As storm clouds drifted away, Kahu Kimo Awai blessed the front entrance of the Panaewa Rainforest Zoo and Gardens while keiki watched with bated breath.
On Monday morning, Hawaii County Parks and Recreation hosted a blessing ceremony to signify the reopening of the zoo after nearly 16 months of closure.
Since closing at the onset of the COVID-19 pandemic, contractors and crews have been working on a $10 million renovation to bring the zoo in compliance with standards set by the Americans with Disabilities Act.
Dozens of families came to the entrance right at 10 a.m. to be the first visitors of the new and improved zoo.
“The response is overwhelming, we didn’t expect this many people here, so it’s incredible to see,” said Parks and Recreation Director Maurice Messina. “Even though it’s a rainforest zoo, we’re happy the rain held off for a little bit. The ceremony was beautiful and we appreciate everyone who came out to enjoy it.”
Since the renovation took so much time and transformed the interior of the zoo, Parks and Recreation wanted to host a blessing to mark the zoo’s new beginning.
“All of our workers have been working tirelessly to make this opening happen,” Messina said. “We wanted to use the blessing to signify a new start and to bless our employees, the animals and the zoo.”
After the blessing, families shuffled onto new pavement and through the doors to see the freshly landscaped zoo with newly painted murals and benches.
Kahea Kato and her children, Justice and Journey, were among the first to arrive for a morning at the zoo.
“This is a normal summer activity for us, so we are stoked to be back,” Kato said. “We’re all animal lovers, but they especially love watching and learning about new animals.”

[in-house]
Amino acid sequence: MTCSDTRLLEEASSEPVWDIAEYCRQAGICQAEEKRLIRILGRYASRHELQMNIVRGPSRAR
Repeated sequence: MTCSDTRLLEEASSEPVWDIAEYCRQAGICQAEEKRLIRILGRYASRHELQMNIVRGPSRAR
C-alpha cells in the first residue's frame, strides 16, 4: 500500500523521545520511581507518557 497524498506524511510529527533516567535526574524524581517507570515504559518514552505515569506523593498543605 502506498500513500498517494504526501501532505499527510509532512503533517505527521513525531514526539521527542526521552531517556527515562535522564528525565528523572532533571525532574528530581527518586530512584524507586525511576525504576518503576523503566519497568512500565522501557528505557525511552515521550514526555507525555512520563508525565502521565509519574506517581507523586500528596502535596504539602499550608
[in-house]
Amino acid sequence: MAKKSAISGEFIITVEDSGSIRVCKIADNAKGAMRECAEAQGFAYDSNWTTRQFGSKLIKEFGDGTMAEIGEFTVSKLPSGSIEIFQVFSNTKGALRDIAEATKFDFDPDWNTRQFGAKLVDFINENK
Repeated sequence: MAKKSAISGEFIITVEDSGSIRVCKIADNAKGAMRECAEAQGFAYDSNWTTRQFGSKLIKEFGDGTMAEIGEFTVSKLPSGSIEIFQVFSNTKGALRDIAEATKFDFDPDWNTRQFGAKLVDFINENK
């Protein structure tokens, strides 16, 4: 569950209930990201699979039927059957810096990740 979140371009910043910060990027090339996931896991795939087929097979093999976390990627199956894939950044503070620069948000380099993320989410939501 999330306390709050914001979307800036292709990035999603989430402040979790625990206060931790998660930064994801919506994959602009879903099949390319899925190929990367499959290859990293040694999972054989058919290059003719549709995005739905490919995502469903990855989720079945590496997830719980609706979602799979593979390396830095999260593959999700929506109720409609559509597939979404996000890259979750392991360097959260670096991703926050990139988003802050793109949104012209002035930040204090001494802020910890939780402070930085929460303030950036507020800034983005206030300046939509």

Kato said her son, Justice, was most excited to see the ‘alala in the aviary after attending a summer camp dedicated to learning about native birds.
Members of the Hawaii Island chapter of the Sierra Club, an environmental conservation group, came to the reopening of the zoo to see the ‘alala and to get more information on conservation efforts.
“It was disappointing to see what happened when the ‘alala were reintroduced to their native environment,” said Sierra Club member Rob Culbertson.
Culbertson was referring to the ‘Alala Project’s halted reintroduction efforts of ‘alala due to threats by the ‘io, or Hawaiian hawk.
“I am excited to see if the ‘alala living in the aviary becomes a great opportunity for future conservation of the species,” he said.
During a sudden downpour of rain, volunteer Jean Jasina took cover under the main pavilion with visitors while holding onto the blue parrot, Rowdy.
“Even though it’s a little crazy, I’m excited to see everyone back here and having a good time,” Jasina said. “Rowdy seems a little unsure, but I think many of the animals got used to having the zoo be so empty. He’ll get used to it again with time.”
The tiger Sriracha was happy to have an audience once again and started pacing by the crowd along her new fence.
While keiki were mostly preoccupied with looking at the animals, many adults were impressed with the changes made to the zoo.
“The kids were chomping at the bit for the zoo to open, so we’re all excited to be here,” Melissa Pierce said. “It seems like the design is more seamless and it’s overall much nicer.”
Nick Williams watched as his kids, Leilani and George, climbed on a new iguana bench to get a good look at the iguana.
“We would come all the time when it was opened, especially for the petting zoo,” Williams said. “They love climbing on the play areas and they never get tired of looking at the animals.”
The zoo will is open weekly from 10 a.m. to 3 p.m. Monday-Friday. Admission is free.